Posted February 11, 2018, by JS (jscottyg73 [at] gmail [dot] com)

Good news for this bridge...

As a resident of Cumberland County, I was reading their Comprehensive Plan (land use, economic development, etc.) that was released last fall, and noticed that this bridge is officially named as one of two truss bridges (the other one being the Greenlane bridge) that they are specifically looking to preserve.

Hertzler Bridge
Posted June 12, 2017, by Julie Bowers (jbowerz1 [at] gmail [dot] com)

Craighead Bridge is one of their bridges, in Cumberland County.

Hertzler Bridge
Posted June 11, 2017, by Susan Nelson (Penala12 [at] yahoo [dot] com)

My husbands Great Grandfather was Thomas M. Nelson of

Nelson Buchanan Bridge and Pittsburg Bridge. If anyone has any info about him or his work, we would love to hear about it. Please email us.would love copies of blue prints.

Hertzler Bridge
Posted February 13, 2017, by JS (jscottyg73 [at] gmail [dot] com)

Took this last spring on the bridge...someone in our marketing department liked the composition so I thought I'd post it.

Hertzler Bridge
Posted February 8, 2017, by Nathan Holth (nathan [at] historicbridges [dot] org)

JS... I do have good news about Greenlane... as mitigation for the loss of these bridges, there will be a bridge rehab of Greenlane. The project is still in design phase so you won't see construction right now, but it is required mitigation so this bridge at least is safe for the foreseeable future.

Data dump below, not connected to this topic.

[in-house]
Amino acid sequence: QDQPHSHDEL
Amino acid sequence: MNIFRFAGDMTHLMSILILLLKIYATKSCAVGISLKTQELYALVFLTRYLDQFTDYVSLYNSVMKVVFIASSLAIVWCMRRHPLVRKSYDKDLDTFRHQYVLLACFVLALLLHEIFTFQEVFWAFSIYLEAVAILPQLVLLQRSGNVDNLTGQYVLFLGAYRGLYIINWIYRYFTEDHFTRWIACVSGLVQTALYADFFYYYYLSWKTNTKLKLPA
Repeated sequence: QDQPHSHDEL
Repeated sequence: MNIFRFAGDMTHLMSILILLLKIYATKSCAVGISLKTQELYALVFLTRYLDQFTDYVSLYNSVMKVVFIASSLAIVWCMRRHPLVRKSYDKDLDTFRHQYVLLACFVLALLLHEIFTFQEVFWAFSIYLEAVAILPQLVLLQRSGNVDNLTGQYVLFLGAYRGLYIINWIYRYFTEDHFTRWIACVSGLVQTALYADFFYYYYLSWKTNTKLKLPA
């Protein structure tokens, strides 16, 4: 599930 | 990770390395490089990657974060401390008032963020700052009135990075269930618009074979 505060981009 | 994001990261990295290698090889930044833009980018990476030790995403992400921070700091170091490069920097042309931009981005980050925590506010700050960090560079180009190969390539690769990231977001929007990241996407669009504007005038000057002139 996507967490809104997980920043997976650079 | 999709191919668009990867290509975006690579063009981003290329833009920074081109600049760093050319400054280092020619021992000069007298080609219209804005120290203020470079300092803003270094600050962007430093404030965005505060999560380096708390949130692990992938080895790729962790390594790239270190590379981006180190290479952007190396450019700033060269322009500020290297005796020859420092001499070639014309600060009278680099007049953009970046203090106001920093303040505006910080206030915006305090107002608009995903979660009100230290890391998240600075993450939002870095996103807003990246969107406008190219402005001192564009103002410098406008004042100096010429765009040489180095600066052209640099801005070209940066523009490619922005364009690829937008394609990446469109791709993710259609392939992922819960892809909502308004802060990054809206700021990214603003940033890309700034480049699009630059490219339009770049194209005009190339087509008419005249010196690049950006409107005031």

Hertzler Bridge
Posted February 7, 2017, by JS (Scottgehman [at] conradsiegel [dot] com)

Nathan, thank you for your comment. I got my hopes up in a recent article on the Craighead Bridge where the county Planning Director mentioned Hertzler Bridge and the Greenlane Farm bridge as being under restoration (although to my knowledge neither has started).

I have parked my car on Hertzler Bridge to listen to the creek, look for herons, etc.. You can sit there ten minutes and not see another car. Just spectacular.

Hertzler Bridge
Posted February 7, 2017, by Nathan Holth (webmaster [at] historicbridges [dot] org)

JS... I've been in Section 106 Consultation with PennDOT on the Wolf Bridge, and its been a long process, but I believe I commented at some point that if the Wolf Bridge is lost, then the Hertzler Bridge should receive preservation priority. Whether this happens or not remains to be seen, but if they ever try to replace Hertzler Bridge, that is the argument I will make, as its not acceptable to lose both of these bridges, especially when Hertzler Bridge is clearly a stronger preservation candidate for several reasons.

Hertzler Bridge
Posted February 7, 2017, by JS (scottgehman [at] conradsiegel [dot] com)

We have two of these bridges in the Carlisle, PA area - this one, and the Wolf Bridge (which is soon to be demolished, unfortunately).

This one, though, I think is the better one, and I read one article recently that hinted it may be rehabilitated. It is a beautiful old structure in a very pleasant, lightly traveled rural setting - a perfect example of why these bridges deserve every bit as much in the way of preservation efforts as the ubiquitous covered bridges.